Pukepoto hapū feed thousands in honour of Sir Hekenukumai

By Raniera Harrison

Pukepoto hapū, Te Uri o Hina, Ngāti Te Ao and Te Tahawai are standing in solidarity to feed the expected 2,000 mourners who will attend tomorrow's burial of Sir Hekenukumai Puhipi KNZM, DSM who passed away on Saturday, aged 86.

Nephew, Trinity Puhipi (Te Uri o Hina, Ngāti Te Ao, Te Tahawai) says, "We're probably going through one beef, six mutton, and a couple of pork each day!"

It's all hands on deck behind the scenes at Te Uri o Hina Marae to feed the multitudes.

They're expecting 2,000 people to attend the final feast to honour Sir Hekenukumai Puhipi at the conclusion of the traditional burial, which is scheduled to take place at Rangihoukaha Cemetery, Pukepoto at 11am.

"We're only used to doing it for 200 people, so this is a big task for ourselves.  This is an experience for us," says Ben Gregory (Te Uri o Hina, Ngāti Te Ao, Te Tahawai), also a nephew of former Labour MP for Northern Māori, Dr. Bruce Gregory.

All relations of Sir Hekenukumai have come together to serve in the wharekai, Ngāmotu.

Whether it's peeling kūmara, or cutting meat - the three hapū of the small Far North settlement have converged on their marae to serve their leader the best way they know.

"It's never been like this before, this is the biggest thing for a long time- I've never been to something as big as what uncle's bought to 'Puks'," says Meinata Puhipi, another nephew who, along with his own grandchildren, was in charge of peeling an estimated 3,500 kūmara to supplement the offerings to the thousands at Te Uri o Hina.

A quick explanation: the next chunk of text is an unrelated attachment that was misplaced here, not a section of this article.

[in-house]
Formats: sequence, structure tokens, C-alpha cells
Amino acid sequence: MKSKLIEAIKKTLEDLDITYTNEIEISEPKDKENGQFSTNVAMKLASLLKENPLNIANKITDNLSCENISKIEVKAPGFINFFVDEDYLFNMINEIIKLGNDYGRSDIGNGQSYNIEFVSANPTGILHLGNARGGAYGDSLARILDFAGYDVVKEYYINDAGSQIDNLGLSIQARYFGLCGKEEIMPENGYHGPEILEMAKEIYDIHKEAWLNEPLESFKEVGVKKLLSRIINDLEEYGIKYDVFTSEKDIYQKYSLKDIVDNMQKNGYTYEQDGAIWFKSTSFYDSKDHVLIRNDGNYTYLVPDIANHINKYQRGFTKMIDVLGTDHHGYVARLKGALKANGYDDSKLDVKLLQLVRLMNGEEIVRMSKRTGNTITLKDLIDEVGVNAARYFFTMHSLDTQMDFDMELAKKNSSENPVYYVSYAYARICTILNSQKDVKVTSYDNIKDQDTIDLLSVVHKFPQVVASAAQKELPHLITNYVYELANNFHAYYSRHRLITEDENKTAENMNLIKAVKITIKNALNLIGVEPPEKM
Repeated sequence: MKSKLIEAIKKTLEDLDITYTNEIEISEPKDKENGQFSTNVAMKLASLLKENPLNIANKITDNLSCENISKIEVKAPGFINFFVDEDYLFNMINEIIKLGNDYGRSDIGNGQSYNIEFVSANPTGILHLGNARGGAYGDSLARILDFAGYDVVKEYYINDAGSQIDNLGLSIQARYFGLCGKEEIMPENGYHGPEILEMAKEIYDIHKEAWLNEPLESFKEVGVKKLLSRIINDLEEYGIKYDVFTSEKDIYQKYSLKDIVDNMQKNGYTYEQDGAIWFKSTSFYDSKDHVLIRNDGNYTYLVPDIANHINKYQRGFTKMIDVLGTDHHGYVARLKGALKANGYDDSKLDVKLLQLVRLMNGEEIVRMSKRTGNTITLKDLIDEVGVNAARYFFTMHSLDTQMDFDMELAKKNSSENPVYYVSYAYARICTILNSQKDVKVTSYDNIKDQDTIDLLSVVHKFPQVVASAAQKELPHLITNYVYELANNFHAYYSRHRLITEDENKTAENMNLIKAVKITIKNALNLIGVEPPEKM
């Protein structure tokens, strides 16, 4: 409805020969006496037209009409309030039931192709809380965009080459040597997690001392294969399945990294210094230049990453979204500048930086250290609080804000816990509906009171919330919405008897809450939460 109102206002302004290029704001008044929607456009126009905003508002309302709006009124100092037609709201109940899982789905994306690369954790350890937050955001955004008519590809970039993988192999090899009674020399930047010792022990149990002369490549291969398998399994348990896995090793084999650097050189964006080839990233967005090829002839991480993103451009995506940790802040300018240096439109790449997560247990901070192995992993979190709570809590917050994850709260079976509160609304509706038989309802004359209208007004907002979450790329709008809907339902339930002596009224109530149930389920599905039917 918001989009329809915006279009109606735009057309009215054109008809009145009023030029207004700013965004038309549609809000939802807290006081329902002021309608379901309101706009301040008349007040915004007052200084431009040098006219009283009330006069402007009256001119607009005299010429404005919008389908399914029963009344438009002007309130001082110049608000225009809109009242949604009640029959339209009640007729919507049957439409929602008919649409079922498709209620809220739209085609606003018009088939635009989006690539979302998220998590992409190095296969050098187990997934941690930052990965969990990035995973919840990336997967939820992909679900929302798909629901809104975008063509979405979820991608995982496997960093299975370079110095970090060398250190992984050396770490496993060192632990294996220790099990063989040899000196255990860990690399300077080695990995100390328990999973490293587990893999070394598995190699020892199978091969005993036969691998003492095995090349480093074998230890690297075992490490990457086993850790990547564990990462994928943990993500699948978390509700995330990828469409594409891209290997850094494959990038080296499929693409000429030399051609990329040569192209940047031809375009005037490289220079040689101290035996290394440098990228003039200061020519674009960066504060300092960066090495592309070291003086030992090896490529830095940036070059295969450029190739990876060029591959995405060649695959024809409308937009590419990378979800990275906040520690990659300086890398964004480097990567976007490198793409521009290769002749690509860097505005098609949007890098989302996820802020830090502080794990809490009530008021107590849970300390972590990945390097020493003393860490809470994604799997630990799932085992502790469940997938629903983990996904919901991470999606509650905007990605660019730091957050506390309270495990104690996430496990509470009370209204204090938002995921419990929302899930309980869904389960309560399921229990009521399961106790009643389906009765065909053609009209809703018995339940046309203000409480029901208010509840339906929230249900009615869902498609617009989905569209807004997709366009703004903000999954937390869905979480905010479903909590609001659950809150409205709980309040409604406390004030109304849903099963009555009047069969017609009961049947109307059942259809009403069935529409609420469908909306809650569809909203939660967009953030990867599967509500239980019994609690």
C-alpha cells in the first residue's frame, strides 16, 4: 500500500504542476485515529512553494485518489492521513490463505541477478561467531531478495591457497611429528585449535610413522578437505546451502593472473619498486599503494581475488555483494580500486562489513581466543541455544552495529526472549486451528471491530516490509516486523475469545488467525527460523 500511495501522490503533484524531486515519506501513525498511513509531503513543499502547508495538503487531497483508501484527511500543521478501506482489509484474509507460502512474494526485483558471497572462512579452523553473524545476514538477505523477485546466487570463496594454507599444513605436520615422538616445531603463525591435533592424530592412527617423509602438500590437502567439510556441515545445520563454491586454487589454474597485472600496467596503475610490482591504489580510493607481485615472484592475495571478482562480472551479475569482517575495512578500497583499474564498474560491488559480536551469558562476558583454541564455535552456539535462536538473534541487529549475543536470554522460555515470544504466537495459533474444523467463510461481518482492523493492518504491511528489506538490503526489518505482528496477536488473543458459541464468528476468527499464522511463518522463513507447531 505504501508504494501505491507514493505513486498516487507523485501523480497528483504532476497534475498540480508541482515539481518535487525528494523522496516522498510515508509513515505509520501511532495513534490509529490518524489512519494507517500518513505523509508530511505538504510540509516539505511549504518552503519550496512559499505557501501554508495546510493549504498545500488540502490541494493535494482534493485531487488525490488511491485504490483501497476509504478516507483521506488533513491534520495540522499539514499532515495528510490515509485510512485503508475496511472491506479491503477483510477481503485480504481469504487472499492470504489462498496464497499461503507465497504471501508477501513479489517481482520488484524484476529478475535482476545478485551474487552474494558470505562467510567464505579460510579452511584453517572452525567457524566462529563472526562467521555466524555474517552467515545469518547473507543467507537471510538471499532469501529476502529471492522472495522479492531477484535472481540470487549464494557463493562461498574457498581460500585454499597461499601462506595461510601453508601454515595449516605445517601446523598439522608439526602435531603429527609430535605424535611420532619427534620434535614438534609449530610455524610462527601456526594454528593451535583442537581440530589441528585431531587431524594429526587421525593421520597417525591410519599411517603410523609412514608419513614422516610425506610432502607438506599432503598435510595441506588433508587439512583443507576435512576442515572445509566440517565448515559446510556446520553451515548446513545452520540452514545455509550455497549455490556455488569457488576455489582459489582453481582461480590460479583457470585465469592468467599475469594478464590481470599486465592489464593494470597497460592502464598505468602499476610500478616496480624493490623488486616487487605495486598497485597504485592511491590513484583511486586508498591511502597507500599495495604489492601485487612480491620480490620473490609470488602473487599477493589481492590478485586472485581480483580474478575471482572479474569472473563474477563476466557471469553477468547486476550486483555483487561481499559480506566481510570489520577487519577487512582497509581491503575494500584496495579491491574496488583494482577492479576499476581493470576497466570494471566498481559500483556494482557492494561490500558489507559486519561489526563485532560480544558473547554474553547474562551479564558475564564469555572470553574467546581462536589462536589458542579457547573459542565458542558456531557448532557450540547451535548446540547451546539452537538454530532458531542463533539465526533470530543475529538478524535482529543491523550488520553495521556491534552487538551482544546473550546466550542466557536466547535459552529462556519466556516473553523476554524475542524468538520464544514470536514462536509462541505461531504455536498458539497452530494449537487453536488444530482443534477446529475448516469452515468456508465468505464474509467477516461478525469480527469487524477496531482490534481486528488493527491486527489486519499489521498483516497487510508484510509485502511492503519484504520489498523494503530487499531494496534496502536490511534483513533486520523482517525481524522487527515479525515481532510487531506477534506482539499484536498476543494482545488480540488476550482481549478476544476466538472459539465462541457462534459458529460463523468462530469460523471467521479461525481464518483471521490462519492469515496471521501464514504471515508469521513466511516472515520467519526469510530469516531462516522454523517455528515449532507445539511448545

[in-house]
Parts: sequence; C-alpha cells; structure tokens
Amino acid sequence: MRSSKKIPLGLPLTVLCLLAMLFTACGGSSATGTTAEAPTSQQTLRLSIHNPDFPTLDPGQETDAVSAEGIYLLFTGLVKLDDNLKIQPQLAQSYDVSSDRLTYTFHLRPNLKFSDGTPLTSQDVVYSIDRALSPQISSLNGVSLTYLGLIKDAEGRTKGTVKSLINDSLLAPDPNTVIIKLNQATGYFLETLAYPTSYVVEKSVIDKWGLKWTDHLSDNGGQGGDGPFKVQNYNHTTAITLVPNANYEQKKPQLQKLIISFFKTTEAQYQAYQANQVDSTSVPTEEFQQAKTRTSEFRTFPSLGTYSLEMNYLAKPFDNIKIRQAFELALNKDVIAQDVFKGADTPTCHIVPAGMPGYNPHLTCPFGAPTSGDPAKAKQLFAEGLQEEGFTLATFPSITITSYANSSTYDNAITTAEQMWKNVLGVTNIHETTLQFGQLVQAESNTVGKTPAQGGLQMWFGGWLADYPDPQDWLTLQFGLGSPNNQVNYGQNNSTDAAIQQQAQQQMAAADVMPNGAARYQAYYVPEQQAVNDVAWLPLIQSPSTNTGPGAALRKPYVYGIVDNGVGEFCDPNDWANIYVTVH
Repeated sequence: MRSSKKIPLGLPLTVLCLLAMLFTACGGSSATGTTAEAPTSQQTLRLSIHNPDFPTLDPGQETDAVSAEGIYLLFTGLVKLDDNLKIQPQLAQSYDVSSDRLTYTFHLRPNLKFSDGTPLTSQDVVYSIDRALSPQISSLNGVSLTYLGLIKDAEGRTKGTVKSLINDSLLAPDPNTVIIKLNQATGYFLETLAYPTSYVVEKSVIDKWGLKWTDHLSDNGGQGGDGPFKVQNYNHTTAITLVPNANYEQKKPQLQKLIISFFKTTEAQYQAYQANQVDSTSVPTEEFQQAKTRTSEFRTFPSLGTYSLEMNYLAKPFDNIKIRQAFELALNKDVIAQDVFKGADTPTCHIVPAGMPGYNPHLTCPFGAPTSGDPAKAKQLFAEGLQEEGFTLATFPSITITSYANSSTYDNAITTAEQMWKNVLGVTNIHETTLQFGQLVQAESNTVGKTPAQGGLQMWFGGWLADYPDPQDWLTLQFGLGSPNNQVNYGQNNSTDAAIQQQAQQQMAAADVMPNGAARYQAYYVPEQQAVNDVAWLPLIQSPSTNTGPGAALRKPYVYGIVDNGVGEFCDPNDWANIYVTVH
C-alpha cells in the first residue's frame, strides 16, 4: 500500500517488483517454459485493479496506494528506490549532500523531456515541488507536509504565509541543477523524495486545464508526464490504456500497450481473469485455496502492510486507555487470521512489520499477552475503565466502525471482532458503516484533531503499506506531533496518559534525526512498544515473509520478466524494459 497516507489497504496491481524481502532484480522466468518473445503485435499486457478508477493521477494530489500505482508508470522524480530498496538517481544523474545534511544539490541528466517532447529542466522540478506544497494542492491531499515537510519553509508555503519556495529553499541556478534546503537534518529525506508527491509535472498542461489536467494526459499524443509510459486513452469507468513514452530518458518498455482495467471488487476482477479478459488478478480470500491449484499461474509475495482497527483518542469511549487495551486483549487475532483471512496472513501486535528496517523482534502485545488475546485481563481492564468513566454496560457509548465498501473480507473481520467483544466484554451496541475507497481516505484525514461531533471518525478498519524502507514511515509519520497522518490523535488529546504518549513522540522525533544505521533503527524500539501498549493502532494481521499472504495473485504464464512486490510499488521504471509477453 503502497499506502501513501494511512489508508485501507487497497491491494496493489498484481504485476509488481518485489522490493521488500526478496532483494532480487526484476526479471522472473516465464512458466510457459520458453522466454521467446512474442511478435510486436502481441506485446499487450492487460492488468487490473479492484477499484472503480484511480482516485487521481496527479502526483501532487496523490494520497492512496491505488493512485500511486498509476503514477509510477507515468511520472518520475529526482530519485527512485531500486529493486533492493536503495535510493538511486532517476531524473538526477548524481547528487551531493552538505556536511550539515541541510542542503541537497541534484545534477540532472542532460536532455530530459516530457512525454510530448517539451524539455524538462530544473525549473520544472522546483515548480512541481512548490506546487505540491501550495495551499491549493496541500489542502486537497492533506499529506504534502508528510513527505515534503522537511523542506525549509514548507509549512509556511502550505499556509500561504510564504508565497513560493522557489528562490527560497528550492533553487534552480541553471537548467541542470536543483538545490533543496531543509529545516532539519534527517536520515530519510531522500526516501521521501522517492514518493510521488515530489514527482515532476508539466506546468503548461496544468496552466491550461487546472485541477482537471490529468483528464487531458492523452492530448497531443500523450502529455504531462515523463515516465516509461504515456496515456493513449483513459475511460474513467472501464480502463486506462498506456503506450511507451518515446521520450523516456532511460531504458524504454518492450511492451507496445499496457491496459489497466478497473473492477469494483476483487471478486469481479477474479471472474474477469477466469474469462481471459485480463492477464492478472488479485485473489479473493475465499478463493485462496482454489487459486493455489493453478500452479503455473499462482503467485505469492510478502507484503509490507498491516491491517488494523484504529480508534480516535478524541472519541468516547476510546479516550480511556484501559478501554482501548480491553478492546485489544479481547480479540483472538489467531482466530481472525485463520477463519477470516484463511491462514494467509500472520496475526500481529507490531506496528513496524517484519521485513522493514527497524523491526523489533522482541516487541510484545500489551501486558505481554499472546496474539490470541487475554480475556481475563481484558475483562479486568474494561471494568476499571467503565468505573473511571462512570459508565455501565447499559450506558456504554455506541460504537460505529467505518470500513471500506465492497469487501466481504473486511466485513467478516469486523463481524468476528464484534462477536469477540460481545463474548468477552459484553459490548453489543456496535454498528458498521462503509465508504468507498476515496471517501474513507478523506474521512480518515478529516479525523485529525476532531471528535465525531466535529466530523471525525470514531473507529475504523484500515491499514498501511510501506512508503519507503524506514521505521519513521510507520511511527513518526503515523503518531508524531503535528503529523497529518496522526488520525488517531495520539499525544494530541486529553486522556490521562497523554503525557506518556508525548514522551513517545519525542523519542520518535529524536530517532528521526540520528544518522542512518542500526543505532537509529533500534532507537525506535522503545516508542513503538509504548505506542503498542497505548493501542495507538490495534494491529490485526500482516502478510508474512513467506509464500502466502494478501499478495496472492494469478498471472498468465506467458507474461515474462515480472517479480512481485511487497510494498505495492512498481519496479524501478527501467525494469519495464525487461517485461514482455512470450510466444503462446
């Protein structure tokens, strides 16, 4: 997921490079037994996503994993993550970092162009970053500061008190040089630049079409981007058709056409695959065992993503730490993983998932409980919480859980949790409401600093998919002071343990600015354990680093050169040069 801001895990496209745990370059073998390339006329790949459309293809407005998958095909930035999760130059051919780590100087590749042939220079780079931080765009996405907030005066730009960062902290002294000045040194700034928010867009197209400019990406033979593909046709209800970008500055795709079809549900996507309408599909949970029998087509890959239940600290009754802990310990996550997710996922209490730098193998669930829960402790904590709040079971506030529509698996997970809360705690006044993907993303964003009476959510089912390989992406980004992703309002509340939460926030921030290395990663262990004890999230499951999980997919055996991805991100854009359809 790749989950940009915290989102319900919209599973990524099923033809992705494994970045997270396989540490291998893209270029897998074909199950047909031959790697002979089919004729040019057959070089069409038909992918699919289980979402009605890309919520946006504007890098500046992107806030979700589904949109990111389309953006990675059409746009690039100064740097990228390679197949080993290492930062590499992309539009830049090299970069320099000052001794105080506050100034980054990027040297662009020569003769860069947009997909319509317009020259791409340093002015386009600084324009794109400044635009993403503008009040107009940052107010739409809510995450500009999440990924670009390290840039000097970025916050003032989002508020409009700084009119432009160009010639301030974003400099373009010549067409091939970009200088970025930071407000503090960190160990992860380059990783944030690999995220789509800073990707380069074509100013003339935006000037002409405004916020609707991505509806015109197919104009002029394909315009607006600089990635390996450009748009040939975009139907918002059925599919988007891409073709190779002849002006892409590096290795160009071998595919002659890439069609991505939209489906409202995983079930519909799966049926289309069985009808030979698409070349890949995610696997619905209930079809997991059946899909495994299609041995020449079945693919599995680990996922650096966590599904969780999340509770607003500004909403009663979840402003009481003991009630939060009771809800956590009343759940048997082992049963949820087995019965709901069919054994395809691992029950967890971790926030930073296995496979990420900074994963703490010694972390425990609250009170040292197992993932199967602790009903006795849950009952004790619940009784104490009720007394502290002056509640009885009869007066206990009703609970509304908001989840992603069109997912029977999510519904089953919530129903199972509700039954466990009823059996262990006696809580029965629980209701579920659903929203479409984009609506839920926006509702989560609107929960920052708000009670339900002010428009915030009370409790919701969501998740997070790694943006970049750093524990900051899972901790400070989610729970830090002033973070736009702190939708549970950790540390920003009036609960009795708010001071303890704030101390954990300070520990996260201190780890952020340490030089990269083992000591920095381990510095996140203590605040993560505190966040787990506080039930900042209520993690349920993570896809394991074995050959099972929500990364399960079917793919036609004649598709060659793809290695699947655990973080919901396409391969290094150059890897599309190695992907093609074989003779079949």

They're estimating they've already fed up to 2,500 people over the last four days, but there's still work to do.

"Since we've got the call every morning, we've been all hands on deck since 5 o'clock in the morning, do parakuihi for breakfast and then we're just preparing for lunch, and at the same time we're preparing for dinner, and at the same time we're preparing for the hākari āpōpō," says Trinity Puhipi.

Those behind the scenes say their leader is still bringing his people together, even in death.

"Sad, but in a way it's good too because they're together and they're meeting one another aye, whānau they haven't seen for years or don't even know, their own cousins," says Michael O'Connor (Te Uri o Hina, Ngāti Te Ao, Te Tahawai), the son of Joe O'Connor, one of the current Te Uri o Hina tribal leaders officiating the ceremonial welcome to the event.

It's been an opportunity for Sir Hekenukumai's people to embody one of his greatest lessons to them - to always look after people.

"He's really put us on the map.  Now that he's passed away it's even more special," says Meinata Puhipi.

Te Uri o Hina, Ngāti Te Ao and Te Tahawai will be remembered as a caring people who looked after those who came to grieve their great leader, Sir Hekenukumai Busby.